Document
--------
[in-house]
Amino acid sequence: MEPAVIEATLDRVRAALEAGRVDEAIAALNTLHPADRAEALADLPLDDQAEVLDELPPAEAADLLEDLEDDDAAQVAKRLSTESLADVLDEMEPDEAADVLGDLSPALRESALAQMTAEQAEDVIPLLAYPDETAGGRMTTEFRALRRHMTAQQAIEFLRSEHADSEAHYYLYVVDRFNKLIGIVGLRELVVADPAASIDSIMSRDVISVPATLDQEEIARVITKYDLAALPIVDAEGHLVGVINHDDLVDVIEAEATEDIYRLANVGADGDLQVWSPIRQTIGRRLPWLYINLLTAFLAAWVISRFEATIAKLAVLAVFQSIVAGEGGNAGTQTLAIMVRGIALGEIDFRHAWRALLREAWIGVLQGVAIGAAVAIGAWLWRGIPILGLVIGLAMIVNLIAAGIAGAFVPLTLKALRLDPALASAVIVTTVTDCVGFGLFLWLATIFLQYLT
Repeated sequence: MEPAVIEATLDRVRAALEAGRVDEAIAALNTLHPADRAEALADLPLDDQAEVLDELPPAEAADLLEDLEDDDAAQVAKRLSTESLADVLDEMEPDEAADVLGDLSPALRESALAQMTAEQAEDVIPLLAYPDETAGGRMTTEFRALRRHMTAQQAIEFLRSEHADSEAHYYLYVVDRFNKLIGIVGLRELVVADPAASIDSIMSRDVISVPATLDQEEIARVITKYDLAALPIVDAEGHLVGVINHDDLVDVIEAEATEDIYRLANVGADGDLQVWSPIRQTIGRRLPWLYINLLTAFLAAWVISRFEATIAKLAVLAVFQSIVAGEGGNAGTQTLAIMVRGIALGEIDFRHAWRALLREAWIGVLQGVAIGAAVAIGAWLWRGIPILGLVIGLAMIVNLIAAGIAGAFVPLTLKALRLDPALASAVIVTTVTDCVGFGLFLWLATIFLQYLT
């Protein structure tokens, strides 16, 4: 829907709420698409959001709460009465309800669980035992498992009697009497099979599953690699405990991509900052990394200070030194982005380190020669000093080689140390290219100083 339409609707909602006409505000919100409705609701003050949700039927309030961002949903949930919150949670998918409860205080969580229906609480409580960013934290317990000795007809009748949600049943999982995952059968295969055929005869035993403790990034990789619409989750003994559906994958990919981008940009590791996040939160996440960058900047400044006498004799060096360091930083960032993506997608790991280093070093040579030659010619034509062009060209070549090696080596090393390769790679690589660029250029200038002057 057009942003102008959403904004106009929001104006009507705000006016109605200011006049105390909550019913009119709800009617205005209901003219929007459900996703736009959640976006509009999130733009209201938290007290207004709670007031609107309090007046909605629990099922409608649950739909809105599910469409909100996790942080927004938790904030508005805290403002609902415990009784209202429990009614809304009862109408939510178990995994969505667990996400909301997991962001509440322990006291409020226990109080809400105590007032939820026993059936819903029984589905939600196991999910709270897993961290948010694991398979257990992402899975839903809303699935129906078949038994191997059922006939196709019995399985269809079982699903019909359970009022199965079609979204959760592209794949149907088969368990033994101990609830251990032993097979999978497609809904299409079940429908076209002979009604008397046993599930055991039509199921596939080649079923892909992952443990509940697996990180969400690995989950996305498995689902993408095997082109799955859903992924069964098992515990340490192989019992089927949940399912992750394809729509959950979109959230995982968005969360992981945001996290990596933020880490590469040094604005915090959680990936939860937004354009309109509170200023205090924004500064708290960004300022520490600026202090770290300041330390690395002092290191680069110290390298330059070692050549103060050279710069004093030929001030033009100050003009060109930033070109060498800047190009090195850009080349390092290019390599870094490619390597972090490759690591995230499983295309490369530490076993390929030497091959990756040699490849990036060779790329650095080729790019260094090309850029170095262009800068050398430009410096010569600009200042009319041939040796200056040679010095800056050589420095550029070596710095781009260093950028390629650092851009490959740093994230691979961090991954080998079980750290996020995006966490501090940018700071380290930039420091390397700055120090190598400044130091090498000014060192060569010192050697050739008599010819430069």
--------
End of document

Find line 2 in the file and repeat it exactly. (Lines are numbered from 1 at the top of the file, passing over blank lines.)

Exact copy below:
Amino acid sequence: MEPAVIEATLDRVRAALEAGRVDEAIAALNTLHPADRAEALADLPLDDQAEVLDELPPAEAADLLEDLEDDDAAQVAKRLSTESLADVLDEMEPDEAADVLGDLSPALRESALAQMTAEQAEDVIPLLAYPDETAGGRMTTEFRALRRHMTAQQAIEFLRSEHADSEAHYYLYVVDRFNKLIGIVGLRELVVADPAASIDSIMSRDVISVPATLDQEEIARVITKYDLAALPIVDAEGHLVGVINHDDLVDVIEAEATEDIYRLANVGADGDLQVWSPIRQTIGRRLPWLYINLLTAFLAAWVISRFEATIAKLAVLAVFQSIVAGEGGNAGTQTLAIMVRGIALGEIDFRHAWRALLREAWIGVLQGVAIGAAVAIGAWLWRGIPILGLVIGLAMIVNLIAAGIAGAFVPLTLKALRLDPALASAVIVTTVTDCVGFGLFLWLATIFLQYLT